The Joys Of Not Having To Be Careful
In life, there’s better and worse. You can say the wrong thing, you can make the wrong decision, you can trust the wrong person. Even with people you’ve known for years or situations you’ve experienced a thousand times, you might be one mistake away from a catastrophic blunder.
This is something you learn early in life. You learn it when you trip over in the playground or burn your tongue on some hot food or break your mother’s favourite vase.
As you get older you discover new mistakes. You fail an important exam, your boyfriend or girlfriend breaks up with you, you get fired from your job. These early experiences lead to a fear of the consequences of making mistakes, which, ironically, lead to a new kind of mistakes. The worst kind; regrets.
Here we find mistakes like being too afraid to tell the person you love how you feel about them. Being too timid to apply for the job you always wanted, or too proud to admit that you were wrong when it mattered. Mistakes upon mistakes.
I don’t mean to paint too bleak a picture here. Clearly, there’s more to our lives than our fear of making mistakes. The point I’m making is that almost from the very beginning of our lives, we’re aware that mistakes are possible and that they’re bad. Everything we do is aimed at avoiding them.
That’s why it’s not even slightly surprising that we bring the same attitude to meditation. We approach meditation as another thing to get right. Something to be good at. Something to avoid failing at. Even though the way mistakes are defined in meditation vary, they’re always there lurking.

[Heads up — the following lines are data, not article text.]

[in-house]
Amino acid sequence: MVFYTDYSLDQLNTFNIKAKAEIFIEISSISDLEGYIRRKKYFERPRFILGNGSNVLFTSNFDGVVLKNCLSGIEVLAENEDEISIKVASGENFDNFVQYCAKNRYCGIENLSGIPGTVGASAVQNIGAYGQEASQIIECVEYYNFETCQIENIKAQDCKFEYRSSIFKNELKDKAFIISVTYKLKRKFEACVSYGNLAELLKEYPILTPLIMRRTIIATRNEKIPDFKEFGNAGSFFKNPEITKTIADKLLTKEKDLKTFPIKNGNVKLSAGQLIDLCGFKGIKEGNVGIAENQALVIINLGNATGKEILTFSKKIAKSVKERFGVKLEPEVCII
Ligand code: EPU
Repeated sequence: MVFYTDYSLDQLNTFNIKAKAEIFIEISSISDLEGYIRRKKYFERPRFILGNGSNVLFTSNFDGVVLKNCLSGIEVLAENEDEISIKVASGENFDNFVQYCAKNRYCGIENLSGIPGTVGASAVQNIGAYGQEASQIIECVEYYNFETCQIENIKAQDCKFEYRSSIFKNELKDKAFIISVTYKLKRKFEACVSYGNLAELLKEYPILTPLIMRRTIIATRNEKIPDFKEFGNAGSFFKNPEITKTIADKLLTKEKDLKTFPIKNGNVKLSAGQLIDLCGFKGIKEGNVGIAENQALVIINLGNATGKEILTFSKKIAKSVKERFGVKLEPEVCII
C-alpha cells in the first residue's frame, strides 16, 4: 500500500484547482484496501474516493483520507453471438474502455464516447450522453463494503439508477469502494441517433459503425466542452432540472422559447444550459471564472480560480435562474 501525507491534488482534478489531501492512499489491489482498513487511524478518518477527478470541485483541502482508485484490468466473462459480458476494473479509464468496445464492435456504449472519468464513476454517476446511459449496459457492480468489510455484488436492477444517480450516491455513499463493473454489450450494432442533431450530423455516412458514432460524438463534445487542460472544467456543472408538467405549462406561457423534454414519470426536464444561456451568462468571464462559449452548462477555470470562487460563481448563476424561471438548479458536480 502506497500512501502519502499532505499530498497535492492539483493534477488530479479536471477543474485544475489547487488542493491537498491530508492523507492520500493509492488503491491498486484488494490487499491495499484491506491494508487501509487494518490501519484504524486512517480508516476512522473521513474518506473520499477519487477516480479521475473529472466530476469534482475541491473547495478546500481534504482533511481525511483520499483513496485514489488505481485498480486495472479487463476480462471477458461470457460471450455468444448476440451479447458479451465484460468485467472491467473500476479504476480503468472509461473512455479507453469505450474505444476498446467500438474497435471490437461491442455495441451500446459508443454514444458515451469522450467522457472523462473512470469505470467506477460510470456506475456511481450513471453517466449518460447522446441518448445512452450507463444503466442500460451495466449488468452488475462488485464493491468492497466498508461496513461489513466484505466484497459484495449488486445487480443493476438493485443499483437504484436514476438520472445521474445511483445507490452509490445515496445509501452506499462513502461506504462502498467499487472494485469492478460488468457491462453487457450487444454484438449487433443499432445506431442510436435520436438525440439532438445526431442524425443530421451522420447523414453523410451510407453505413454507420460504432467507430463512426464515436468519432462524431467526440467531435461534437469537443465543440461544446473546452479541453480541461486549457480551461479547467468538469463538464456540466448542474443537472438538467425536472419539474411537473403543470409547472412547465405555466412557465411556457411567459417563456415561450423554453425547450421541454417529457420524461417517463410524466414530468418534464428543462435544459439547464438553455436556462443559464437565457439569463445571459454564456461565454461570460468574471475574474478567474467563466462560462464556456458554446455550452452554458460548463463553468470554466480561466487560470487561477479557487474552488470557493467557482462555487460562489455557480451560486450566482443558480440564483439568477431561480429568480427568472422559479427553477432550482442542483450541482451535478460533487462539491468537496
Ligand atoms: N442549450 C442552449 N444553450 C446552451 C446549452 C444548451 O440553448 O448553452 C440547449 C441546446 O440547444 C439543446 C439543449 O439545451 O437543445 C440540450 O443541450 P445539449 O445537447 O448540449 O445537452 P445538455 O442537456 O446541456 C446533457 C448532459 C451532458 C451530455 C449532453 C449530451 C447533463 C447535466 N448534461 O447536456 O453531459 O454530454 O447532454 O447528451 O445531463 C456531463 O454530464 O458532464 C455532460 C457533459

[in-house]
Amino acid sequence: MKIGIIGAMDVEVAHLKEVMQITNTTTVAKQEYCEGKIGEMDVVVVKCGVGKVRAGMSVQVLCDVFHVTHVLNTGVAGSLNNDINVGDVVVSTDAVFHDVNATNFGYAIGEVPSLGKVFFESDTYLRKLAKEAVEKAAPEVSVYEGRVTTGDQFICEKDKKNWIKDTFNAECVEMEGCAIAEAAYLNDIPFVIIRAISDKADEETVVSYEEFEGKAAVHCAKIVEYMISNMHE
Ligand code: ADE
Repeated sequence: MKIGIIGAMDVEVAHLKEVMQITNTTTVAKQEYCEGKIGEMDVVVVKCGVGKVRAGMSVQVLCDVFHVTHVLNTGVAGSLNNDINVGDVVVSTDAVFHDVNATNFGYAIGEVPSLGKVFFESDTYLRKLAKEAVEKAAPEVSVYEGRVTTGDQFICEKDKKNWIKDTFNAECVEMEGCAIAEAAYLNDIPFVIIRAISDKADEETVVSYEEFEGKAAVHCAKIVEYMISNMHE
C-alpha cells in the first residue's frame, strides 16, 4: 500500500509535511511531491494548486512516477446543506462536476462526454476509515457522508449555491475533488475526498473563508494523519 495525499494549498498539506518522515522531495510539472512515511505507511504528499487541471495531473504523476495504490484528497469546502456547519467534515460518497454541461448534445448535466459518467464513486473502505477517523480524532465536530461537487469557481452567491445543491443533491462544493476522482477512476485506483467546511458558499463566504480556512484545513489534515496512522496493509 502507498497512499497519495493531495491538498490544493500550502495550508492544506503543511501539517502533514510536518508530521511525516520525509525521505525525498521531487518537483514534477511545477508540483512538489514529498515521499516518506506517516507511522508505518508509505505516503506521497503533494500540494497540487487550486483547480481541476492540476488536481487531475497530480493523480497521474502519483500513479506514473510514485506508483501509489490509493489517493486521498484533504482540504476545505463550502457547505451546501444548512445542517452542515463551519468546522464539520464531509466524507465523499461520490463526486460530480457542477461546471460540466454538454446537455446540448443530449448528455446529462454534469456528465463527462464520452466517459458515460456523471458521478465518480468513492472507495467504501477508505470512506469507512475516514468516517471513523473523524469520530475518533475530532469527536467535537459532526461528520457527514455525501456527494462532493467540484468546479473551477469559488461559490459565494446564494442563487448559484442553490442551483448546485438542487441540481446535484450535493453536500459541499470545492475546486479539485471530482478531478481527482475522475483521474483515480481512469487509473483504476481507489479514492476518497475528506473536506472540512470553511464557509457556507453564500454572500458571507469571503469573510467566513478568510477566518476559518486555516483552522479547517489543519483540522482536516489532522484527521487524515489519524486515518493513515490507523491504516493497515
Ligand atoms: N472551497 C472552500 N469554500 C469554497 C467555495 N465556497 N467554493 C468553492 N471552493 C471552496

Those who meditate to make themselves feel calmer feel that they must be going wrong if they spent their meditation feeling anxious. Those attempting to develop concentration feel like they’ve failed if they continually lose track of their breath. Those who crave spiritual enlightenment wonder where they’re going wrong when they still feel lost.
But these mistakes only exist because the practitioner has created a separation within themselves. In fact, mistakes can only exist because of separation. Mistakes happen because you are interacting with something separate from yourself and sometimes you, or someone else, judge that interaction to be wrong. If there is no judgement, there can be no mistake. If there is no external goal, it’s impossible to fall short.
For most people, living life with this attitude is impractical, or at least seems to be. But meditation is an exception. With meditation, there needn’t be any separation. When you meditate there’s just you and…well, you. Dissatisfaction is only possible if you decide that you are unsatisfactory, which is nonsensical because when you judge yourself in their way, who is dissatisfied with whom?
Feeling like you are getting meditation wrong is a result of bringing the same “mistake-avoidance” mechanics that dominate the rest of your life to the one place where they serve no purpose; your relationship with yourself. You can’t say the wrong thing to yourself, or hurt your own feelings any more than you can tickle yourself or threaten yourself. To do this you’d have to be able to separate yourself into the accuser and the accused, or the aggressor and the victim, and this is impossible.
Meditation is just an opportunity to spend time with yourself. Nothing else is necessary, and more importantly, nothing else is possible. There is nobody else present other than fictional characters that you have made up in your own mind. But you can’t be in conflict with them, you can only imagine that you are. There’s no way to fail, there are just imaginary standards that you can impose on yourself. There’s nothing you could be doing better, sitting down with yourself is already enough.